June 25, 2009 — For climatologists, part of
the challenge in predicting the future is figuring out exactly what
happened during previous periods of global climate change.
One long-standing climate puzzle relates to a sequence of events
33.5 million years ago in the Late Eocene and Early Oligocene. Profound
changes were underway. Globally, carbon dioxide levels were falling and
the hothouse warmth of the dinosaur age and Eocene Period was waning.
In Antarctica, ice sheets had formed and covered much of the southern
But what exactly was happening on land, in northern latitudes? When
and how did Northern glaciation begin, and what does this knowledge add
to the understanding of the relationship between carbon dioxide levels
and today’s climate?
An international team that included Dr. David Greenwood, an
NSERC-funded researcher at Brandon University, now provides some of the
very first detailed answers, and they come from an unusual source.
"Fossils of land plants are excellent indicators of past climates,"
said Dr. Greenwood. "But the fossil plant localities from the Canadian
Arctic and Greenland don’t appear to record this major climate change,
and pose problems for precisely dating their age, so we needed to look
The "where" was in marine sediments entombed when the North Atlantic
Ocean was beginning to open, and lying now at the bottom of today’s
Norwegian-Greenland Sea. Sediment cores taken from there contained a
record of ancient spores and pollen blown from the continent to the
"These marine sediment cores give us a very precise chronology of
the changes in the dominant land plants," said Dr. Greenwood "and since
many of these species have modern relatives, we can assume that the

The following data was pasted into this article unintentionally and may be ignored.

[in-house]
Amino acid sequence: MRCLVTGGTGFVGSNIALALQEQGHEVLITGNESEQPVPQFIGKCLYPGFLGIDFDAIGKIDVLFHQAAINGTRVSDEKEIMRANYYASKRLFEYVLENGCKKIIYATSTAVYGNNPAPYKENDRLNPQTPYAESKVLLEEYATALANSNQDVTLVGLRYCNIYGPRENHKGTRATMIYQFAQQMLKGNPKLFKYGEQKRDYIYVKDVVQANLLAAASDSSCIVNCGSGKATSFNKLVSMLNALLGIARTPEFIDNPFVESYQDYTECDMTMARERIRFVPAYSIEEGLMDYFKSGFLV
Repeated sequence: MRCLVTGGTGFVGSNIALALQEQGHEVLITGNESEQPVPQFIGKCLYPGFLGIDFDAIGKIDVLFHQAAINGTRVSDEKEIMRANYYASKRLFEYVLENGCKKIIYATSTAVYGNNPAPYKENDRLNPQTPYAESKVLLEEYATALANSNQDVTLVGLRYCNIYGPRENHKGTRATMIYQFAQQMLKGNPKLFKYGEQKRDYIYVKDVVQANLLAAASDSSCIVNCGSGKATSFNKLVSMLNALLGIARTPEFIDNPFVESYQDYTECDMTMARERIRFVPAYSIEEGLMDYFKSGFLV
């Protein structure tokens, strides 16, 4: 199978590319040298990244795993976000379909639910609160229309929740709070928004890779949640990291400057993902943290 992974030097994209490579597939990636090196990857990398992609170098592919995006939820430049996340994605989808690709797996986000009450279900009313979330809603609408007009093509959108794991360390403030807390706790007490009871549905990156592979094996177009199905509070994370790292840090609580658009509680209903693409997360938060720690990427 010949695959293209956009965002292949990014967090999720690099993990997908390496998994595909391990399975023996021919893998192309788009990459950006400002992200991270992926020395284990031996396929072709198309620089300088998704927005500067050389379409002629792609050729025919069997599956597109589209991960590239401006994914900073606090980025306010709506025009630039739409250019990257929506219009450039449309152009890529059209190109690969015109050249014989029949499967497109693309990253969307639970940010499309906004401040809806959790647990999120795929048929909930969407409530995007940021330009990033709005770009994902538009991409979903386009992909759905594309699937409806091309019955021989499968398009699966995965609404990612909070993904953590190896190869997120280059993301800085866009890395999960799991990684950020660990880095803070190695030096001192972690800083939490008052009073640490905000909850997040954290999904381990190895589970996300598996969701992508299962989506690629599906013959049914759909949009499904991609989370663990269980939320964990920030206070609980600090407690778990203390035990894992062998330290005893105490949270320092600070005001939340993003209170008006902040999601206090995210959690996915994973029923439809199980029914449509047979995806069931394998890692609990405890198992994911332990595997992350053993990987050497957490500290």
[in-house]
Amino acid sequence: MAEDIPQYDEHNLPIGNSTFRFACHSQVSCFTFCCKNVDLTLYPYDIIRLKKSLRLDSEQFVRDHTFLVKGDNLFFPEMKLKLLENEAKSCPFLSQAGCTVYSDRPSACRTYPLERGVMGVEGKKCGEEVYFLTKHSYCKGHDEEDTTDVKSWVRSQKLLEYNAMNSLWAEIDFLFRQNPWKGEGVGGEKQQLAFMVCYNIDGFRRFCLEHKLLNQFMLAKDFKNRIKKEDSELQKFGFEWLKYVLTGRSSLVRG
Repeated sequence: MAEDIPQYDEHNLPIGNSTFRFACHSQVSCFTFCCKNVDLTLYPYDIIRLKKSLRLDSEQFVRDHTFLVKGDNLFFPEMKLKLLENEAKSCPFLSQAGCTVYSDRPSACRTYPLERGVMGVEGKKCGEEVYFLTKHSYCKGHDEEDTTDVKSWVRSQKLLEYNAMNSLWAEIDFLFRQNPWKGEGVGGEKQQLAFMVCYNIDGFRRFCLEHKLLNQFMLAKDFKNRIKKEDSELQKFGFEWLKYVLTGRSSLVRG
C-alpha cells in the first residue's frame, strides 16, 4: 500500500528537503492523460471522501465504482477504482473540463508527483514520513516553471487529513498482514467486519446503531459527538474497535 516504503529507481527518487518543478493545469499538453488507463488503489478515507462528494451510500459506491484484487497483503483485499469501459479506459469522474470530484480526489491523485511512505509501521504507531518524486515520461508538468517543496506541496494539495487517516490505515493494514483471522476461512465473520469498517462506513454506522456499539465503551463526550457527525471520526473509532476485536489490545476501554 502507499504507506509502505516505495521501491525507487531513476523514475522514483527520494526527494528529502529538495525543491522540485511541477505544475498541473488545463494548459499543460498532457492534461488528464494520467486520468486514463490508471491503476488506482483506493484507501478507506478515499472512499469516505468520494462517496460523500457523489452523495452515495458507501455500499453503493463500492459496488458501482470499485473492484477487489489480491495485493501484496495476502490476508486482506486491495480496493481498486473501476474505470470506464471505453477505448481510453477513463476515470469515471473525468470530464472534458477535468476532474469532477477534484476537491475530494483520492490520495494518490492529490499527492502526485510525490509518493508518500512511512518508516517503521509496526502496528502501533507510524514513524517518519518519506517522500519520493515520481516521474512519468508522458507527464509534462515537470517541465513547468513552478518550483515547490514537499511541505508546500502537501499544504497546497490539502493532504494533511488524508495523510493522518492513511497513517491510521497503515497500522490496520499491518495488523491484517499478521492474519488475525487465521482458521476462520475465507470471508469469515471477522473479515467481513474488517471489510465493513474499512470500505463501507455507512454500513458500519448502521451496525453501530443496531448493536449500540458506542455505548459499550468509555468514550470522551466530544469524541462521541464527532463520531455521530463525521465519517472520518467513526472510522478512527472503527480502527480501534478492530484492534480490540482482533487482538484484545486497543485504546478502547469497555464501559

temperatures and environments they lived in were very similar."
To arrive at a holistic picture of the climate of the transition,
the researchers merged the plant data with physical information about
the state of the atmosphere and ocean taken from chemical and isotopic
information in the same sediments, and compared this to computer
modelling of climate in the period.
"We can see that summer temperatures on land remained relatively
warm throughout the Eocene/Oligocene transition, but that the period
was marked by increasing seasonality," said Dr. Greenwood.
"Mean temperatures during the coldest month dropped by five degrees Celsius, to just above freezing," he said.
"This was probably not enough to create much in the way of
continental ice on East Greenland," he said, "but it did wipe out palms
and other subtropical trees such as swamp cypress. They were replaced
by temperate climate trees such as spruces and hemlock."
The researcher said that, nonetheless, the middle period of the
transition remained fairly warm. "Hickory and walnut were still
present, but these became rare in the final stages," he said.
Although the march to a cooler world was gradual in northern latitudes, it was inevitable according to Dr. Greenwood.
"Changes in the earth’s position in its orbit were leading a much
greater seasonal range in radiation for polar regions and, overall,
heat was becoming more concentrated in the tropics, largely due to a
global drop in carbon dioxide levels in the atmosphere" he said.
The group’s detailed record of the Eocene/Oligocene transition will appear in the June 18 issue of Nature.